Music fans, investors and collectors who purchase exclusive limited edition vinyl albums released by US company Vinylkey can authenticate their purchase, register proof of ownership and link to unique digital assets by tapping an NFC tag embedded in the physical album with their smartphone.
The NFC tag enables purchasers to access a blockchain-enabled non-fungible token (NFT) that links to assets such as digital artworks, photographs, videos and other content created to accompany each individual release.
Vinylkey launched the technology with a specially designed single copy of the album ‘Live from Blackalachia’ by musician and storyteller Moses Sumney that links to a video NFT showing the artist hand-pressing the vinyl record at a pressing plant.
“For artists, Vinylkey serves as a tool for continued royalties and fan connection with NFT owners; and for music fans it provides a unique form of collectible equipped with enduring proof of authenticity and ownership,” Vinylkey says.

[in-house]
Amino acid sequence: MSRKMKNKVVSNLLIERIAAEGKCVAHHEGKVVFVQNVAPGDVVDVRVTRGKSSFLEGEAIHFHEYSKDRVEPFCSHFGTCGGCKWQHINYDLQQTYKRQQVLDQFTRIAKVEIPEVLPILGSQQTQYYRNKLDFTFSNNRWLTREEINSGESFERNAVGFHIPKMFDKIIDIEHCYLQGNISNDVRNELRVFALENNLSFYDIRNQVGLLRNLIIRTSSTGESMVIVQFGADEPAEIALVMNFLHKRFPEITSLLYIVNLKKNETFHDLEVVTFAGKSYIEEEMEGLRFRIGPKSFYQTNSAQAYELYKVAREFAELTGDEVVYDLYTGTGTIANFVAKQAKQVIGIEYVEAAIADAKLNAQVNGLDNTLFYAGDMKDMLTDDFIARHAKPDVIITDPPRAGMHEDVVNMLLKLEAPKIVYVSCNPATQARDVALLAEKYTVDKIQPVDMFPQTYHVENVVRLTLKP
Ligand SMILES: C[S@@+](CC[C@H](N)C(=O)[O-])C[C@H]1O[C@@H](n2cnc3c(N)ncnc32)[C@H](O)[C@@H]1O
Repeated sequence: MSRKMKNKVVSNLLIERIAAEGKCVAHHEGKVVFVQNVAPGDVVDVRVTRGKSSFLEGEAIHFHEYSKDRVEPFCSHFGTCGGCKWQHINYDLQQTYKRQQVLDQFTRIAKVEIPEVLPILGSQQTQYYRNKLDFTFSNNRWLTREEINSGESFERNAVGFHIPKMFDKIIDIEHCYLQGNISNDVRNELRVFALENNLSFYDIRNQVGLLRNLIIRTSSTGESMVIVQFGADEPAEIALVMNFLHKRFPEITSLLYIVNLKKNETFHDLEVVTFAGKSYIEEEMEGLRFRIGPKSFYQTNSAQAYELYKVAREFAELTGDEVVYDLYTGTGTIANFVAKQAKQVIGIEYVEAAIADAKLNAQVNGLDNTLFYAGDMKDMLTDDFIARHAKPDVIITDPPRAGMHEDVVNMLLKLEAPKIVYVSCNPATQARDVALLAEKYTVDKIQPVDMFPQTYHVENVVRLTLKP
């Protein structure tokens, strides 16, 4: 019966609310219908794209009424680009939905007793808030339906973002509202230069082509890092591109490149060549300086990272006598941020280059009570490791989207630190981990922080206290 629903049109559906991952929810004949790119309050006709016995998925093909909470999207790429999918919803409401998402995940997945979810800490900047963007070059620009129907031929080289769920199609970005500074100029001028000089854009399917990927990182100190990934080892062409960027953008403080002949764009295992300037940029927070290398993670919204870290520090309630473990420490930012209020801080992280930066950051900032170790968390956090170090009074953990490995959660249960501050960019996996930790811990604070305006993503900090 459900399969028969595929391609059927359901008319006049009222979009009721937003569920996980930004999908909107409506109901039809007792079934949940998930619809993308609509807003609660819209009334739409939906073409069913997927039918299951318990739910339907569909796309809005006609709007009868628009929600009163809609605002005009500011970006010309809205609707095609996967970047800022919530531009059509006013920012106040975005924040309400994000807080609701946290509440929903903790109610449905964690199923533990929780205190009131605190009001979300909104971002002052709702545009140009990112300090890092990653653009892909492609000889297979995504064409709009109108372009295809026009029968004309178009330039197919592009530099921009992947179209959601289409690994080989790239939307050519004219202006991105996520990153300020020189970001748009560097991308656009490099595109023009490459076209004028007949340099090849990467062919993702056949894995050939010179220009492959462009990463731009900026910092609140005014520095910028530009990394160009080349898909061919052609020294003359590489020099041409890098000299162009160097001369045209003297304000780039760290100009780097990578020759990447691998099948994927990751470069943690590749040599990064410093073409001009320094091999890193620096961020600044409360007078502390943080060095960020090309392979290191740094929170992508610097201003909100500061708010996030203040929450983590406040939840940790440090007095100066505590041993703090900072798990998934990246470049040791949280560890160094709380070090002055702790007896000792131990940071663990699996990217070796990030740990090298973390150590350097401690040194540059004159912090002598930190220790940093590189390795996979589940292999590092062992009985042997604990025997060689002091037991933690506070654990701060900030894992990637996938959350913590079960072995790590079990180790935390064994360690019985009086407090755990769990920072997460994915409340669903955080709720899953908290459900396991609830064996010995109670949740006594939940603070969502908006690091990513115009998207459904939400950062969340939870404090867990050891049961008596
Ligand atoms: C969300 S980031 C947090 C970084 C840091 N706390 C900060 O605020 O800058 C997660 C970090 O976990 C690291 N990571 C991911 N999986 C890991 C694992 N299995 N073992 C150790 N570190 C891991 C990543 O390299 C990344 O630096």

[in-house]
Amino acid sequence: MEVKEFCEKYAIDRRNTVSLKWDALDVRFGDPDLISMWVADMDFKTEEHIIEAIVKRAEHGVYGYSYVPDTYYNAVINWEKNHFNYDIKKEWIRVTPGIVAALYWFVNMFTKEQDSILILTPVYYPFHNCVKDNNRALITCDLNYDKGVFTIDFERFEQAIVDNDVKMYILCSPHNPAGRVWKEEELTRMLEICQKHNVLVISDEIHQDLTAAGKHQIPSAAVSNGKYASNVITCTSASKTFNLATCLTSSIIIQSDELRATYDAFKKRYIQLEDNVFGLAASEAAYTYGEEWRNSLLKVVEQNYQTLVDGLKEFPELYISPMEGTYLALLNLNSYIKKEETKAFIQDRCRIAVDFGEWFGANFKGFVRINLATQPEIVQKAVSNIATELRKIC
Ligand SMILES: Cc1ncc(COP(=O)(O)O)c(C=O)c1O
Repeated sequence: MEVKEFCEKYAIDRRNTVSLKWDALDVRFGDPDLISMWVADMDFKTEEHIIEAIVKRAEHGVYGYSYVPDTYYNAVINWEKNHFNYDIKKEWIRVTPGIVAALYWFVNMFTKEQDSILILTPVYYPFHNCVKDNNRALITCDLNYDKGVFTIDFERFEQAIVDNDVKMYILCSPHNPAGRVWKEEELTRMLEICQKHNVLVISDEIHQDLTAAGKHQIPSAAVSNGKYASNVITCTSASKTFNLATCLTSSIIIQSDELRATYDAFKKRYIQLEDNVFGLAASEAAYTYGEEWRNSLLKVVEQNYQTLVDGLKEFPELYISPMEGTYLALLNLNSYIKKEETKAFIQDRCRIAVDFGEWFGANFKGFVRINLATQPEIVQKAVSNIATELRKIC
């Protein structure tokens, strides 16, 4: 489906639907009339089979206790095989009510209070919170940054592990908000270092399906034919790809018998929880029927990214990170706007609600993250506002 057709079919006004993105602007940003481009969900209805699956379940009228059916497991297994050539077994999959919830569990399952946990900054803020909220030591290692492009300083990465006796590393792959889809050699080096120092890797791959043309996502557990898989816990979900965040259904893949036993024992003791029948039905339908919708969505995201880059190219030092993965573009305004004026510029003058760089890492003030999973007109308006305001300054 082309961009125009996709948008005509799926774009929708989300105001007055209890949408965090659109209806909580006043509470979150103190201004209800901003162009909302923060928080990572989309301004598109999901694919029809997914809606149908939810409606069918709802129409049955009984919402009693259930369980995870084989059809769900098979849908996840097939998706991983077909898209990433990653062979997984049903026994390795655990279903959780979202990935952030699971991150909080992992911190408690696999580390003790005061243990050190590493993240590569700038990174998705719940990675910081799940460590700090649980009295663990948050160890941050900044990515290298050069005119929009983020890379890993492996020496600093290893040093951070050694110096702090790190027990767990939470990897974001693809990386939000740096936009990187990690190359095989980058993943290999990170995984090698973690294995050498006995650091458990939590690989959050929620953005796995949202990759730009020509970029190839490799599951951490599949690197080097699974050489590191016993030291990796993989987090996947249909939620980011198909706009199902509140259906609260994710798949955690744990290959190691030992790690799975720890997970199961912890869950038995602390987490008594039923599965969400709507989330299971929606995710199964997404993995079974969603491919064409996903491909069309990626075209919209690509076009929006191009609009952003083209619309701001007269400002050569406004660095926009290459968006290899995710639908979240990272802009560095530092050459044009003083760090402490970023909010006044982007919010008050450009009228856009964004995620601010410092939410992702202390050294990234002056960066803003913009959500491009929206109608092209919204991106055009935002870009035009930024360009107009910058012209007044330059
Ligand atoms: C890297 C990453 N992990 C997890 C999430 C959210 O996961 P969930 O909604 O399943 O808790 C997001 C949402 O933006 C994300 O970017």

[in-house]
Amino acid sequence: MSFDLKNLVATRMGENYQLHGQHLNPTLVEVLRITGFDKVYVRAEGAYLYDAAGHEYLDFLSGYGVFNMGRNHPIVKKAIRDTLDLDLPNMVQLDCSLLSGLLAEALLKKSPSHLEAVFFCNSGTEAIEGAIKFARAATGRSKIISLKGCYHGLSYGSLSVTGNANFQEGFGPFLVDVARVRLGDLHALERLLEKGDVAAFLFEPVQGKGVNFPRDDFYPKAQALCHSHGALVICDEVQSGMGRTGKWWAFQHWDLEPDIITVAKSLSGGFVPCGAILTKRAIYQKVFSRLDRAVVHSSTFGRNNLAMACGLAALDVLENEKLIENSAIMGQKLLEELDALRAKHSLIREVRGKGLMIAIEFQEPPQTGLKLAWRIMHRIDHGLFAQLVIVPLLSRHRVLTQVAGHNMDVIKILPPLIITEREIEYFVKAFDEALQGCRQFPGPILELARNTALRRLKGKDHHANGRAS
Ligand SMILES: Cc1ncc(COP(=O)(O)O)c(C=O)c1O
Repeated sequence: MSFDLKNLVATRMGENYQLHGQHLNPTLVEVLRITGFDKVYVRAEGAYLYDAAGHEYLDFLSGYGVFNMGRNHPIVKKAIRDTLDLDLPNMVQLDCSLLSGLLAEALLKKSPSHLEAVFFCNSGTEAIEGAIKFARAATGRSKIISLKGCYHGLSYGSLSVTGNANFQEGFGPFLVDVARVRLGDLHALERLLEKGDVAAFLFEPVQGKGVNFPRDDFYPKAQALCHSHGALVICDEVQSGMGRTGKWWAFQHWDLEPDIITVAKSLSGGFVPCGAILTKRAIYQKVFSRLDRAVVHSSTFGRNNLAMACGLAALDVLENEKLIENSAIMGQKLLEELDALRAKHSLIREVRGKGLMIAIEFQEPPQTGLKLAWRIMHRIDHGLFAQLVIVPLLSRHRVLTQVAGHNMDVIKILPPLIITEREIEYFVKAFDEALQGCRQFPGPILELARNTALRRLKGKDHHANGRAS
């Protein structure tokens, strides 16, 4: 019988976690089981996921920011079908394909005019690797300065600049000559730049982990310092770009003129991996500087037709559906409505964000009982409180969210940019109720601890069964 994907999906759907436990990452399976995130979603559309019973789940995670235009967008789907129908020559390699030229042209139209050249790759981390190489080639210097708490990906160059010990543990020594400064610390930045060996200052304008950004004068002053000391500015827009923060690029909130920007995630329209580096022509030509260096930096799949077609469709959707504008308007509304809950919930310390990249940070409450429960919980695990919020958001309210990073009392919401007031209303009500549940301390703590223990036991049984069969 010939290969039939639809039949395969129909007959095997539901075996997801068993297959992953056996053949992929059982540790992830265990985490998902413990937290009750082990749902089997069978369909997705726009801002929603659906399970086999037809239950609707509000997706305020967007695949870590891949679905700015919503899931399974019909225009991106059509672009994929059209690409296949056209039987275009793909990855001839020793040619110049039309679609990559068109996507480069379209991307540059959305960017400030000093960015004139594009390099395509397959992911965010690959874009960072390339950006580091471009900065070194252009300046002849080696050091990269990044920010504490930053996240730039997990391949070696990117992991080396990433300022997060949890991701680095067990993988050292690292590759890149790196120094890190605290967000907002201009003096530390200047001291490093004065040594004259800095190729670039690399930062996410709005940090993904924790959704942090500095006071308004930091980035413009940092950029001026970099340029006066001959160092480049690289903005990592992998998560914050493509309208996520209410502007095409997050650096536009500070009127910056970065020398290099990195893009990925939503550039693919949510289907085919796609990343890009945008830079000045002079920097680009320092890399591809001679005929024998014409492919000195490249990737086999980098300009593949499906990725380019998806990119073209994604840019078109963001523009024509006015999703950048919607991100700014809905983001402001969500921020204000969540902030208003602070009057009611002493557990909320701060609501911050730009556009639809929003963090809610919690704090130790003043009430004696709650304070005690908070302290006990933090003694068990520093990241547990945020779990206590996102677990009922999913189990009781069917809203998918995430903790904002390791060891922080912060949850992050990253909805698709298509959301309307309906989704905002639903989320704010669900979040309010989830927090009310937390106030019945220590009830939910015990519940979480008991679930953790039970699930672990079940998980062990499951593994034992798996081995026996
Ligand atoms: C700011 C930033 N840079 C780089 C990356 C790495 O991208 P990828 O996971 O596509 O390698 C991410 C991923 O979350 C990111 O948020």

How it works
The vinyl record is “connected to an NFT by pressing it with a unique visual pattern and embedding an NFC tag. Tapping the record using most Android and iOS phones will bring you to a web page showing its linked NFT and owner information,” the company explains.
“The NFT represents the physical album in two different ways. The first way is the album contains an NFC tag with a unique number like a car VIN. This unique number can be read by your phone by tapping the centre of the album.
“The second way is that each album is pressed in a visually unique way and photos of the album are stored on the IPFS immutable file storage.
“The NFC chip also serves as an anti-counterfeiting method. It is easy to copy a QR code and make a copy of a valuable album. The NFC chips comes from the factory with an ID number built-in so it requires much more effort to clone.”